The Law of the Executive Branch: Presidential Power, places the law of the executive branch firmly in the context of constitutional language, framers' intent, and more than two centuries of practice. In this book, Louis Fisher strives to separate legitimate from illegitimate sources of power, through analysis that is informed by litigation as well as shaped by presidential initiatives, statutory policy, judicial interpretations, and public and international pressures. Each provision of the US Constitution is analyzed to reveal its contemporary meaning in concert with the application of presidential power. Controversial issues covered in the book include: unilateral presidential wars; the state secrets privilege; extraordinary rendition; claims of "inherent" presidential powers that may not be checked by other branches; and executive privilege.

Fixing U.S. International Taxation

by Daniel N. Shaviro, Oxford University Press, 2014

International tax rules, which determine how countries tax cross-border investment, are increasingly important with the rise of globalization, but the modern U.S. rules, even more than those in most other countries, are widely recognized as dysfunctional. The existing debate over how to reform the U.S. tax rules is stuck in a sterile dialectic, in which ostensibly the only permissible choices are worldwide or residence-based taxation of U.S. companies with the allowance of foreign tax credits, versus outright exemption of the companies' foreign source income.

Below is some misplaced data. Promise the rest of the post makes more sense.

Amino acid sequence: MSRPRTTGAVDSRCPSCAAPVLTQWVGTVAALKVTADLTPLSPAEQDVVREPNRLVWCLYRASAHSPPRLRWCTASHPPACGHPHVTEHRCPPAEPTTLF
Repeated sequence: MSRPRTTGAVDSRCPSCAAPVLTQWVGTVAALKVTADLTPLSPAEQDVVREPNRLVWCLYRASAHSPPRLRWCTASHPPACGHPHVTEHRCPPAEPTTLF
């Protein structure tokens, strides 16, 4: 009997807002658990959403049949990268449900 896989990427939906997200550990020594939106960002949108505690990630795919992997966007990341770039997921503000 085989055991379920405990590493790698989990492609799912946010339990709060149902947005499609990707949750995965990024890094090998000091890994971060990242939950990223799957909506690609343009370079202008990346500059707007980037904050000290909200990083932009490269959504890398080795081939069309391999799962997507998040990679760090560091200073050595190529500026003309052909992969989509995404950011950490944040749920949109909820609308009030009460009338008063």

In Fixing U.S. International Taxation, Daniel N. Shaviro explains why neither of these solutions addresses the fundamental problem at hand, and he proposes a new reformulation of the existing framework from first principles. He shows that existing international tax policy frameworks are misguided insofar as they treat "double taxation" and "double non-taxation" as the key issues, conflate the distinct questions of what tax rate to impose on foreign source income and how to treat foreign taxes, and use simplistic single-bullet global welfare norms in lieu of a comprehensive analysis.

Drawing on tools that are familiar from public economics and trade policy, but that have been under-utilized in the international tax realm, Shaviro offers a better analysis that not only reshapes our understanding of the underlying issues, but might point the way to substantially improving the prevailing rules, both in the U.S. and around the world.

Internet Publishing Perils and Practices

edited by John Borger and Steven D. Zansberg, ABA Publishing, 2013

The ever changing digital landscape is a tricky place for legal practitioners and not understanding the rules of the game can cost your client dearly. Google/Youtube has spent over $100 million defending against Viacom's $1 billion copyright lawsuit. A judge ruled that the AFP and Getty Images must pay photographer Daniel Morel $1.02 million in damages for using and distributing his Twitter photos of the earthquake in Haiti. A Connecticut ambulance company paid a former employee to settle a wrongful termination claim after she was fired for criticizing her boss on Facebook. 

This handy guide is a practical, usable and accessible tool for those with general legal knowledge who do not encounter this area of law regularly. It explores a wide range of legal issues facing anyone or any company with an online presence: defamation, invasion of privacy, copyright infringement, website terms of use, and employer's rights and risks in relation to employees' online conduct, on duty and off.

Getting Incentives Right: Improving Torts, Contracts, and Restitution

by Robert D. Cooter, Princeton University Press, 2014